Weekly mortgage applications soar 30% as homebuyer demand hits the highest level in 11 years

Real Estate

A couple sits with a mortgage consultant in Miami.

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It was a seriously strong start to 2020 in the mortgage business for new home loans and refinances.

Total mortgage application volume surged 30.2% last week from the previous week, according to the Mortgage Bankers Association’s seasonally adjusted index.

Refinancing led the surge, thanks to a drop in mortgage rates. Those applications jumped 43% for the week and were 109% higher than a year ago. The refinance share of mortgage activity increased to 62.9% of total applications from 58.9% the previous week.

The average contract interest rate for 30-year fixed-rate mortgages with conforming loan balances ($510,400 or less) decreased to the lowest level since September, 3.87%, from 3.91%, with points decreasing to 0.32 from 0.34 (including the origination fee) for loans with a 20% down payment. The rate was 87 basis points higher the same week one year ago.

“Refinances increased for both conventional and government loans, as lower rates provided a larger incentive for borrowers to act,” said Joel Kan, an MBA economist. “It remains to be seen if this strong refinancing pace is sustainable, but even with the robust activity the last two weeks, the level is still below what occurred last fall.”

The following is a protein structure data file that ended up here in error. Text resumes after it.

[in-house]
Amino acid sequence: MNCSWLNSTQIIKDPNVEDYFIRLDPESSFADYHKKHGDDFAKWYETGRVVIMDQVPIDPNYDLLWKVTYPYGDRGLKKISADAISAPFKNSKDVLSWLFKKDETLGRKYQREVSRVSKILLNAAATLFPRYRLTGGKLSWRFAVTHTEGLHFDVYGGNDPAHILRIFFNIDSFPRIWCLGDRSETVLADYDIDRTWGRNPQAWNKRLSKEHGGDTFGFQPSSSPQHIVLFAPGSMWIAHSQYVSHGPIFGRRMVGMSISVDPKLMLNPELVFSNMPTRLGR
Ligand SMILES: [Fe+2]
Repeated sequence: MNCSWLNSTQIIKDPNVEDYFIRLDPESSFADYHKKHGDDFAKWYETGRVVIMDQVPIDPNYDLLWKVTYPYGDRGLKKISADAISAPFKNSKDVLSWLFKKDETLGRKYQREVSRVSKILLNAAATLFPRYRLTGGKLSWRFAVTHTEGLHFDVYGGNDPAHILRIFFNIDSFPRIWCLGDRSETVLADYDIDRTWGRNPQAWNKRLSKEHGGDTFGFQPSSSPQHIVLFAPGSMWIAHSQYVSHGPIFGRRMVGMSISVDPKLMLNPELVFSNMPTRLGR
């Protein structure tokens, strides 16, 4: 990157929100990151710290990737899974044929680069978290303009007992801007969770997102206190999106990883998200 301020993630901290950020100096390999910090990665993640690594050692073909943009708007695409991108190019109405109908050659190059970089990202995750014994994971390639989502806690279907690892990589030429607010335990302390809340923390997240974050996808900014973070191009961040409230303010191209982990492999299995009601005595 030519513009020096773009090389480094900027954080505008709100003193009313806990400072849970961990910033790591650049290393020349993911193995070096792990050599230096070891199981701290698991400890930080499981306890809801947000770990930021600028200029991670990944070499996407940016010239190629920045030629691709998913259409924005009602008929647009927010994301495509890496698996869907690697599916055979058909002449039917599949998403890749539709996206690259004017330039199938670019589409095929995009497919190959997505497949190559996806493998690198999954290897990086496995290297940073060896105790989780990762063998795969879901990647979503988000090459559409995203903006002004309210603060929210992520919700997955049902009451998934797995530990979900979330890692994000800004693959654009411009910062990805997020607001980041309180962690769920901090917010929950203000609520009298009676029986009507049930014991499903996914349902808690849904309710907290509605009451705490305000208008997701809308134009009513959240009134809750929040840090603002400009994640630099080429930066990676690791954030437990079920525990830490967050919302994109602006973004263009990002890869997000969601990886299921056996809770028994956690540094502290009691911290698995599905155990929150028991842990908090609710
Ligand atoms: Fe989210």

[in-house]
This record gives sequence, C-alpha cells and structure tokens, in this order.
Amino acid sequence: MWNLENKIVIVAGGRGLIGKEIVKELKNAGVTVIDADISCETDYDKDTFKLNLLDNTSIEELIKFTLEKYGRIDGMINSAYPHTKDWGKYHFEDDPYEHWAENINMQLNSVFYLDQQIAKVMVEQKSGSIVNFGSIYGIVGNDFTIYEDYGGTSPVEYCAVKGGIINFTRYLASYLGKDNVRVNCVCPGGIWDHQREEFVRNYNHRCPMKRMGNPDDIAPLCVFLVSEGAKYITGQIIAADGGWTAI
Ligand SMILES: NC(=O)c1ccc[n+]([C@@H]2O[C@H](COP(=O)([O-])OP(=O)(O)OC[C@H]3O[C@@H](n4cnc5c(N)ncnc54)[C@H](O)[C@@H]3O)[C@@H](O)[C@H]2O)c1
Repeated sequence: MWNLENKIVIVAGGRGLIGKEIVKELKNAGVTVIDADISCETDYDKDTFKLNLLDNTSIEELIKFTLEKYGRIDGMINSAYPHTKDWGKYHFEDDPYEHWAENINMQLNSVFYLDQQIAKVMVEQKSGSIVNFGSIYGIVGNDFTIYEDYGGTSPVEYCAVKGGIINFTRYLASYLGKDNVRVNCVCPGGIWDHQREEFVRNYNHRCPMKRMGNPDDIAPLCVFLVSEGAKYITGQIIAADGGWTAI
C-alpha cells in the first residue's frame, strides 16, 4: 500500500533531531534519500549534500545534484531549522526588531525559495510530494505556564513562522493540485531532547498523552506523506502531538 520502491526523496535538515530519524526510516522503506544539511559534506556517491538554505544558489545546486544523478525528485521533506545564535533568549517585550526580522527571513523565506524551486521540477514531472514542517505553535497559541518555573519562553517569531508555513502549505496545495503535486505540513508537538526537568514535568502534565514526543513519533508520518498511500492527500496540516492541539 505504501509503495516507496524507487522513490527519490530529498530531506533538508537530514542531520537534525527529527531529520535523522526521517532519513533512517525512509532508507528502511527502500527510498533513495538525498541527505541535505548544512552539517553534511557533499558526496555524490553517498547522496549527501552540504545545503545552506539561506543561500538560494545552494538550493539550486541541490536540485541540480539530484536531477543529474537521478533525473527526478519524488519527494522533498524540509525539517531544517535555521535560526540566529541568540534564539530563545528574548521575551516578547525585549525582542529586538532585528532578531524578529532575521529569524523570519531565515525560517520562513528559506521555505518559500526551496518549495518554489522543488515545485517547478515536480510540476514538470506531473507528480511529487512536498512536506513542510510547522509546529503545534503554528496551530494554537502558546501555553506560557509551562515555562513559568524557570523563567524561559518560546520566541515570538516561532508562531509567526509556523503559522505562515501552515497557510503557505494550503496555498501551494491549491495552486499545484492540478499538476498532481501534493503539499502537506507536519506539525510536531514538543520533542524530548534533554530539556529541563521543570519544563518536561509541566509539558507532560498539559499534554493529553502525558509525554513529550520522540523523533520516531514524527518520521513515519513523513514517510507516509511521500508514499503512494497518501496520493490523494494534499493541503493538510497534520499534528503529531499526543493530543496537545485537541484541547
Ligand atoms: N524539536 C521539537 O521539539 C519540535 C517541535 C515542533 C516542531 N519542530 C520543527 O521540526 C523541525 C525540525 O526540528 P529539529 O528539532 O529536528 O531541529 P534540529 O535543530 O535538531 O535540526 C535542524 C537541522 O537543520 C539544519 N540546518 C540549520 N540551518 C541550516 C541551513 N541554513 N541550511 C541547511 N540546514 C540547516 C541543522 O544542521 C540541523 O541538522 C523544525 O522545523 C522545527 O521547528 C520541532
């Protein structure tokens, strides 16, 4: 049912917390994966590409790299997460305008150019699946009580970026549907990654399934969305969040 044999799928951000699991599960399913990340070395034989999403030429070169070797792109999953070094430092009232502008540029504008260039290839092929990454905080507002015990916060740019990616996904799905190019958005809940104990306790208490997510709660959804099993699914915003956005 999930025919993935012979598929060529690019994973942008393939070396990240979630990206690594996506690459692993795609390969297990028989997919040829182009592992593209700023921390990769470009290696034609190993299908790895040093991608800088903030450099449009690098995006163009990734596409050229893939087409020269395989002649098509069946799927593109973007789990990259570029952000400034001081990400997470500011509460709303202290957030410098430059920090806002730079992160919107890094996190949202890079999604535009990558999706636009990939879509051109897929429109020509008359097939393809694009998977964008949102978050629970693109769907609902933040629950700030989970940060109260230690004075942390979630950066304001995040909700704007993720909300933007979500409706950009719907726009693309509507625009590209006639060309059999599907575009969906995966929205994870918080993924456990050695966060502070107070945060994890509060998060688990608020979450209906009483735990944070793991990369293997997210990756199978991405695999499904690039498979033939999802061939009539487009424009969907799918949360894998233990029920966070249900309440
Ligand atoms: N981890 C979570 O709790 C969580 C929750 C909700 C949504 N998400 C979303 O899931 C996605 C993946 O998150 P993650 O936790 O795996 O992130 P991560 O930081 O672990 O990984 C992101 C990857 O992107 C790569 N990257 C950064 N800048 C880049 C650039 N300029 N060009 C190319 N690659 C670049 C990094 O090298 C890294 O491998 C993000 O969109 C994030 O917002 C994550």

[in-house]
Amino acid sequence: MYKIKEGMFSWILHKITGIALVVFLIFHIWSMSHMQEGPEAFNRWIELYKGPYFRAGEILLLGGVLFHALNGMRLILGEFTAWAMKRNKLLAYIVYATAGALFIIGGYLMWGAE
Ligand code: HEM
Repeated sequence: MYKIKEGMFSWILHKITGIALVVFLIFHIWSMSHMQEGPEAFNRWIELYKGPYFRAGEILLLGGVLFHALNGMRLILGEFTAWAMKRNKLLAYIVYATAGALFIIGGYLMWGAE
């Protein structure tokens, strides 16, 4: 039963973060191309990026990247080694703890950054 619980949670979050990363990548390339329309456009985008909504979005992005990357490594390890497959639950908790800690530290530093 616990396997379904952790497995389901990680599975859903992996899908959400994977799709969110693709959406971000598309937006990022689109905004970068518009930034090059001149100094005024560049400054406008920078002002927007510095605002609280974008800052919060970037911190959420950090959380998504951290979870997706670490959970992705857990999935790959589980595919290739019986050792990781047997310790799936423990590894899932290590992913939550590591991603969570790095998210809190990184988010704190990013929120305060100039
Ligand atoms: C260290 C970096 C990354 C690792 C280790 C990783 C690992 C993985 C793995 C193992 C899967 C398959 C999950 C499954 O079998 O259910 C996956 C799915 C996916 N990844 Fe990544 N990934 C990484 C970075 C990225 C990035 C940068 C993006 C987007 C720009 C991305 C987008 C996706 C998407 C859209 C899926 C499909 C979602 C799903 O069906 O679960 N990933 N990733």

Homebuyers also rushed in, sending purchase application volume up 16% for the week and up 8% from one year ago. Purchase mortgage activity hit the highest level since October 2009. Demand is so strong that real estate agents offered open houses on new properties the first weekend of the new year. Usually, they wait until February.

“Homebuyers were active the first week of the year. Low rates and the solid job market continue to encourage prospective buyers to enter the market,” Kan said.

Unfortunately, buyer demand is bumping up against near record-low supply. Price gains have reaccelerated, and if supply doesn’t improve markedly, some of the tightest markets will overheat quickly, leaving less affluent buyers out in the cold.

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